The German alphabet

more than 26 letters in the alphabet - German has a so-called extended latin alphabet

the extra letters are ä, ö, ü and ß

the pronunciation of some of these letters does not exist in the English language

several letters are pronounced more from the back of the throat: g, ch, r (though in Austria the r is trilled)

the w in German sounds like the v in English

the v in German sounds like the f in English

most of the time the s in German sounds like z in English when placed at the beginning of a word followed by a vowel

the letter ß (sharp s) is the only letter that will never be at the beginning of a word

A, a
pronunciation: ah
as in: father

examples: der Adler (eagle), Januar (January)
B, b
pronunciation: approx. bay
as in: Baby

examples:der Bruder (brother), aber (but)
C, c
pronunciation: approx. tsay
as in: Celsius (soft c sound in German sounds like ts)

examples: Celsius (Celsius), Caesar (Caesar)
D, d
pronunciation: approx. day
as in: dollar

examples: der Dienstag (Tuesday), oder (or)
E, e
pronunciation: approx.ay
as in: elegant

examples: das Essen (food), die Erde (earth)
F, f
pronunciation: approx.eff
as in: effort

examples: der Freund (friend), offen (or)
G, g
pronunciation: approx. gay
as in: gorgeous

examples: die Gabel (fork), gut (good)
H, h
pronunciation: haa
as in: hammer

examples: der Hunger (hunger), das Haus (house)
I, i
pronunciation: eeh
as in: Igor

examples: der Igel (porcupine), die Idee (idea)
J, j
pronunciation: yot
as in: yellow

examples: das Jahr (year), der Joghurt (yoghurt)
K, k
pronunciation: kah
as in: car

examples: das Kamel (camel), der Kuchen (cake)
L, l
pronunciation: ell
as in: love

examples: die Liebe (love), das Land (country)
M, m
pronunciation: em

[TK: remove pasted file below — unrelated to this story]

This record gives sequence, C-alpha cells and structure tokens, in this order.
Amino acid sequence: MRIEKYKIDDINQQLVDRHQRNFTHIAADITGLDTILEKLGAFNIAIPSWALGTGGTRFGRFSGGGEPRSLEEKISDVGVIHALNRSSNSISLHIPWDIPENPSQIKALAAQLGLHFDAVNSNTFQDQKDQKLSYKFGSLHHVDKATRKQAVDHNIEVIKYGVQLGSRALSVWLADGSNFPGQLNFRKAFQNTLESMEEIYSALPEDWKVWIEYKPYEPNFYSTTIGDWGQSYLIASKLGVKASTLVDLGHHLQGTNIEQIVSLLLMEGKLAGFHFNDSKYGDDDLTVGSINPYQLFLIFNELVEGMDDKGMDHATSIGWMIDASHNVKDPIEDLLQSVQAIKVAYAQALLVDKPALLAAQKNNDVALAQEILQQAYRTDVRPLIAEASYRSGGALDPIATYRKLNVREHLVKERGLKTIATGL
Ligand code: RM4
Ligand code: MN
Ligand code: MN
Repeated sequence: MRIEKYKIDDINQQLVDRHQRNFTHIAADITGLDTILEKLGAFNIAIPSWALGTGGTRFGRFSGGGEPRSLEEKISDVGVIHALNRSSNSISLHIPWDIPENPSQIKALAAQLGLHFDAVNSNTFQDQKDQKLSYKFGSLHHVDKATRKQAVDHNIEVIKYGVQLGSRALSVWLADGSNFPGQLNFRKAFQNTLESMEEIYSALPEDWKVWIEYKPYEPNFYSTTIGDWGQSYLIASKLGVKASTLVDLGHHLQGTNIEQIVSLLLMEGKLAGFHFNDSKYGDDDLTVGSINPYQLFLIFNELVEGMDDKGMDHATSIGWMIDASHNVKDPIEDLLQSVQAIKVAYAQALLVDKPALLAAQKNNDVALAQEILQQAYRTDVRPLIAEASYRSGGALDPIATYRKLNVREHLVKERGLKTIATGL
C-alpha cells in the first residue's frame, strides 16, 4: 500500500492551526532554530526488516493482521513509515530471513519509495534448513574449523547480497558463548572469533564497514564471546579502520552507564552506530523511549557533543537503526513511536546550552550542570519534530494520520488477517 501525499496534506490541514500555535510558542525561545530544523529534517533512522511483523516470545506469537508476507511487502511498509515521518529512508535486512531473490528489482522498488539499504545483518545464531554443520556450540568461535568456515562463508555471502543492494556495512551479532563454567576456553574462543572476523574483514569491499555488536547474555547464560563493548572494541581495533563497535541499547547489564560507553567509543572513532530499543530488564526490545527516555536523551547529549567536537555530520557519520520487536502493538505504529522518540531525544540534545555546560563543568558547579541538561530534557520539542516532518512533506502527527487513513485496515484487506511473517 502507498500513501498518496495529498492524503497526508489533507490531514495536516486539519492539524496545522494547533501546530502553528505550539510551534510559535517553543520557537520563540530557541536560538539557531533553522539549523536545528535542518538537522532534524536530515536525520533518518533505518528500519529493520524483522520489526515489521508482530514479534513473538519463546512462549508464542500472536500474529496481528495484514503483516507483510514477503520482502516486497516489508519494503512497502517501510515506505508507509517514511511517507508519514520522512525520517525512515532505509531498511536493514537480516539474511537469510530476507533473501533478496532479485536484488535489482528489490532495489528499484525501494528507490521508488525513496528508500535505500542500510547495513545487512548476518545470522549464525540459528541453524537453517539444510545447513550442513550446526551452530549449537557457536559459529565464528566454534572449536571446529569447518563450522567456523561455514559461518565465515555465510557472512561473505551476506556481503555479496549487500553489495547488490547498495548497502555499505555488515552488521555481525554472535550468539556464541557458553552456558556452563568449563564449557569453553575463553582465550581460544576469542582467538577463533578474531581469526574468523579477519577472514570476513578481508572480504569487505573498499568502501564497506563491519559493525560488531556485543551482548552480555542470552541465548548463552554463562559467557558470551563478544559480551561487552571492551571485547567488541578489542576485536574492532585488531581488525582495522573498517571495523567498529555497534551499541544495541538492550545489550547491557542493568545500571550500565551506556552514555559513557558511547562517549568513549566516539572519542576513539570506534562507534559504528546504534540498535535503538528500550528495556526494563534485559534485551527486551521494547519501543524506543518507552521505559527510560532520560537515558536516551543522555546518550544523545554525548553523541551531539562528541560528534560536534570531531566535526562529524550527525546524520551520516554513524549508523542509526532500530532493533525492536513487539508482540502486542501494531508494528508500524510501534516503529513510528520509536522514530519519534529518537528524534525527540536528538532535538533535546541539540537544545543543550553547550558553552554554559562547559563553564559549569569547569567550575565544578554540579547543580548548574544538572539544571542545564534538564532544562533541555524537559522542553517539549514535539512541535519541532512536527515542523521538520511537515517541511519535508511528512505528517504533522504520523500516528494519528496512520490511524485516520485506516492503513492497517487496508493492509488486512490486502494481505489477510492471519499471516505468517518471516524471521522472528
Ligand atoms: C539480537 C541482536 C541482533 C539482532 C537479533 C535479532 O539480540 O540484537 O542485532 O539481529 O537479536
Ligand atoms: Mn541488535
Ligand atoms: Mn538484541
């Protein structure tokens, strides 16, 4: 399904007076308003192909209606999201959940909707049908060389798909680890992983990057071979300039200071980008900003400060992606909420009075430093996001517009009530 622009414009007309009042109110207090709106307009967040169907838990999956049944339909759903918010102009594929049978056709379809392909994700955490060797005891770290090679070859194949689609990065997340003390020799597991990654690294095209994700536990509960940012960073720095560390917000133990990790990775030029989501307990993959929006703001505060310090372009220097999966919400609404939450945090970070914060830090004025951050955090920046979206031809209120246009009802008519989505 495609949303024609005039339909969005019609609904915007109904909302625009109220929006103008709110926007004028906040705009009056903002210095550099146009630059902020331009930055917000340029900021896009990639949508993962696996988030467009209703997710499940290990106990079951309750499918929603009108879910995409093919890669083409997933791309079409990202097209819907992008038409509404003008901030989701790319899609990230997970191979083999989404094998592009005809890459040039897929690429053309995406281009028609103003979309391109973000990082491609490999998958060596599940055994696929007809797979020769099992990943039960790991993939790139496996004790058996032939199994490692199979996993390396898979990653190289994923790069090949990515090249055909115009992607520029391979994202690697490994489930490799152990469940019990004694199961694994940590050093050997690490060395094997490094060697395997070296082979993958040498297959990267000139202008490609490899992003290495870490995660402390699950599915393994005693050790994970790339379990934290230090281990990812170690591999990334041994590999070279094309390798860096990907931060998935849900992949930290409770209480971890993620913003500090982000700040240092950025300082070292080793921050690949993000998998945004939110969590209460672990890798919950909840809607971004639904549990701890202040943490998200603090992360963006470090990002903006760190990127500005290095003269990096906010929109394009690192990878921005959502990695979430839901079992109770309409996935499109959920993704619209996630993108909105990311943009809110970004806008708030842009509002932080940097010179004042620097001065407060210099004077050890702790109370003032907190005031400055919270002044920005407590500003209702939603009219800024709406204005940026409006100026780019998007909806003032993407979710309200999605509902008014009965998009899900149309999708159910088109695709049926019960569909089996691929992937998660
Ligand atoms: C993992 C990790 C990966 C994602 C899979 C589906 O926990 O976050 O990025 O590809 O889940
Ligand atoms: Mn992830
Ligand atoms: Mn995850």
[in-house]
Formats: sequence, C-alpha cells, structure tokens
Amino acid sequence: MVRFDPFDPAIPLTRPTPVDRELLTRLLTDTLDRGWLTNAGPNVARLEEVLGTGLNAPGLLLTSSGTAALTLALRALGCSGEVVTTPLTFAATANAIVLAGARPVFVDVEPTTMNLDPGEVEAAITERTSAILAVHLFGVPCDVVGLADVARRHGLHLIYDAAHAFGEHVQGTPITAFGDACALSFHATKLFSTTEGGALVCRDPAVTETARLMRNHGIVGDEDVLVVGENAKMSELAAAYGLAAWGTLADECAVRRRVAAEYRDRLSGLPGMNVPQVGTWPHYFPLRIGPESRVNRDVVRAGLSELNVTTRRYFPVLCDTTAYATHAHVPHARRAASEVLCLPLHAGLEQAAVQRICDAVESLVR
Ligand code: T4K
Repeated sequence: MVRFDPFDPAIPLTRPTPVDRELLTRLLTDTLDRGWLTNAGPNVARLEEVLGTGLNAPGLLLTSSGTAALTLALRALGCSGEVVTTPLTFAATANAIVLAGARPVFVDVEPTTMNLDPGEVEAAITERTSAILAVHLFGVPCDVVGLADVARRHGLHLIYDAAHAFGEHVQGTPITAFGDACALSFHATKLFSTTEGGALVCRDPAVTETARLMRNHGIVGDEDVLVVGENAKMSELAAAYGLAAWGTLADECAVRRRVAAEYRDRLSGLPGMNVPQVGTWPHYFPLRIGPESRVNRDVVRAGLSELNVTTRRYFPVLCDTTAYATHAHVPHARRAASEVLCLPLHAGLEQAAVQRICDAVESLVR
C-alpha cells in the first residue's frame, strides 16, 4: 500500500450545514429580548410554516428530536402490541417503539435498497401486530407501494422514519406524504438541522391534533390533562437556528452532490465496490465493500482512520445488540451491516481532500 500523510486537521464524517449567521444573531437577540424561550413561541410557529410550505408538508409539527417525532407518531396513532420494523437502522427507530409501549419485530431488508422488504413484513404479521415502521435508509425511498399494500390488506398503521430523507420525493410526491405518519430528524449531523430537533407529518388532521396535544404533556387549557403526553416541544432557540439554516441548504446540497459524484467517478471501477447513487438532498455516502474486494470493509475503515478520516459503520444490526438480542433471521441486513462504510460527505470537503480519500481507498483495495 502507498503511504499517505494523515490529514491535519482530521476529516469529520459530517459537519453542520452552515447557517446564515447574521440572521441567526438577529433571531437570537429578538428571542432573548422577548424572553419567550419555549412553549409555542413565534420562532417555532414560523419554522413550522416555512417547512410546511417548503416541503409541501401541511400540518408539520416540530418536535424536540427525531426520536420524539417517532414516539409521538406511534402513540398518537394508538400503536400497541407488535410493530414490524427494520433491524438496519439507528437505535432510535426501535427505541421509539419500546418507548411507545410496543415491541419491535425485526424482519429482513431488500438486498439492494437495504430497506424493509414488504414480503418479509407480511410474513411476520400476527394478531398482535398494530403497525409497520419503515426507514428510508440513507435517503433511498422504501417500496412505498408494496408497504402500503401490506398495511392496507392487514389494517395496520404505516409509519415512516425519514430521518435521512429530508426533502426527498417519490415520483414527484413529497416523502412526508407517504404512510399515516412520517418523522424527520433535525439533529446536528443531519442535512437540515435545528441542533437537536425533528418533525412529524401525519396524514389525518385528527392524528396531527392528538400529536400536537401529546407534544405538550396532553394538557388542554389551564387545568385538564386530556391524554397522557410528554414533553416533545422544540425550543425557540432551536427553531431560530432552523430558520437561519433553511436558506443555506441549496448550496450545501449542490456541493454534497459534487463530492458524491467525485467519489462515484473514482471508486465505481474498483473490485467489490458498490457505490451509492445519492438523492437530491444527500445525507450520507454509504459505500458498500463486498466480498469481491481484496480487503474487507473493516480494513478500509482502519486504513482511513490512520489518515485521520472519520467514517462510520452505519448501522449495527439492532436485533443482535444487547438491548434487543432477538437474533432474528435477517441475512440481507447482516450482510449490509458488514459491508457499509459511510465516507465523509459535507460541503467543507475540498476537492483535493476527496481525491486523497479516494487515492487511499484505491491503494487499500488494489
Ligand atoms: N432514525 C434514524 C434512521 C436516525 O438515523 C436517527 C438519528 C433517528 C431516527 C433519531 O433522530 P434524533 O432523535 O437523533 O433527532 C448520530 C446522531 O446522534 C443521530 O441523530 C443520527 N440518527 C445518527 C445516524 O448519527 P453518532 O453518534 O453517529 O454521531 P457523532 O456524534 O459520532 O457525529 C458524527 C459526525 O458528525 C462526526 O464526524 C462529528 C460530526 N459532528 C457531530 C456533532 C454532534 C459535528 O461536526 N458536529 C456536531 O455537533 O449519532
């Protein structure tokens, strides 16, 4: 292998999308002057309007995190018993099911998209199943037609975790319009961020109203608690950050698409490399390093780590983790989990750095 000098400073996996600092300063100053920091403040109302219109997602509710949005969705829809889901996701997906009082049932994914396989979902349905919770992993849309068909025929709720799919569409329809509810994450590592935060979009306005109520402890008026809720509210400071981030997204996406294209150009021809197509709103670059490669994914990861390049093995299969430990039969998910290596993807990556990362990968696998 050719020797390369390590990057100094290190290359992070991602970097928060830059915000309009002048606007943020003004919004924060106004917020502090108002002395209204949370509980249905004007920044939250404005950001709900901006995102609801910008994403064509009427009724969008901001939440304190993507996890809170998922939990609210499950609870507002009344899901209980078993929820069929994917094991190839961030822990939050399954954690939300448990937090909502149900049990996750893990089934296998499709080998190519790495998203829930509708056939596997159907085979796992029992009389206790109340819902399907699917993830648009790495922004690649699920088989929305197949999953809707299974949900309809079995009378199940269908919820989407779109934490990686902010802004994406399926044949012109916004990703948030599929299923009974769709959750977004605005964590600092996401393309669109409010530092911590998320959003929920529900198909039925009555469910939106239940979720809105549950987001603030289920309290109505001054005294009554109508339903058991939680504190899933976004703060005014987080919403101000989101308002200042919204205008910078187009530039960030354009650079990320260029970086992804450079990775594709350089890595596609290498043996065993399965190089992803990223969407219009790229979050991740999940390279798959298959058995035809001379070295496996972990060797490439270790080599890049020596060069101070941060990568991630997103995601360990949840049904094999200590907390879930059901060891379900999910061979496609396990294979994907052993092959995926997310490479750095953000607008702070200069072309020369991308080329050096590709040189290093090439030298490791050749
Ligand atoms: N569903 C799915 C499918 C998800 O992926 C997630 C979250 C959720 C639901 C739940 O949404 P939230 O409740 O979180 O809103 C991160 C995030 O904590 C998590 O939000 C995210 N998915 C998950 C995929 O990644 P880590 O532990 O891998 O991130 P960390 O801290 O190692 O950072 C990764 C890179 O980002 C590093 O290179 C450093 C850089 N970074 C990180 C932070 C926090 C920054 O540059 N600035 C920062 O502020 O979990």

as in: milk

examples: der Mann (man), die Milch (milk)
N, n
pronunciation: en
as in: night

examples: die Nacht (night), nichts (nothing)
O, o
pronunciation: oh
as in: oven

examples: der Ofen (oven), Ostern (Easter)
P, p
pronunciation: approx. pay
as in: party

examples: der Park (park), die Polizei (police)
Q, q
pronunciation: kuh
as in: coral

examples: das Quadrat (square), die Quelle (source)
R, r
pronunciation: approx. er
as in: rich

examples: die Reise (journey), rot (red)
S, s
pronunciation: ess
as in: zoo

examples: die Seife (soap), das Salz (salt)
T, t
pronunciation: approx. tay
as in: tea

examples: die Tasse (cup), der Tee (tea)
U, u
pronunciation: ooh
as in: you

examples: die Universität (university), unter (under)
V, v
pronunciation: fow
as in: father

examples: der Vogel (cup), der Vater (father)
W, w
pronunciation: approx. vay
as in: van

examples: die Wohnung (flat), das Wasser (water)
X, x
pronunciation: ix
as in: axe

examples: die Hexe (witch), das xylophon (xylophone)
Y, y
pronunciation: approx. uep-si-lohn
as in: yellow

examples: die Yacht (yacht)
Z, z
pronunciation: tset
as in: tsar

examples: die Zeitung (newspaper), der Zar (tsar)

Umlaut + ß

Ä, ä
pronunciation: approx. a in apple
as in: apple

examples: der Ärger (trouble), die Äpfel (apples)
Ö, ö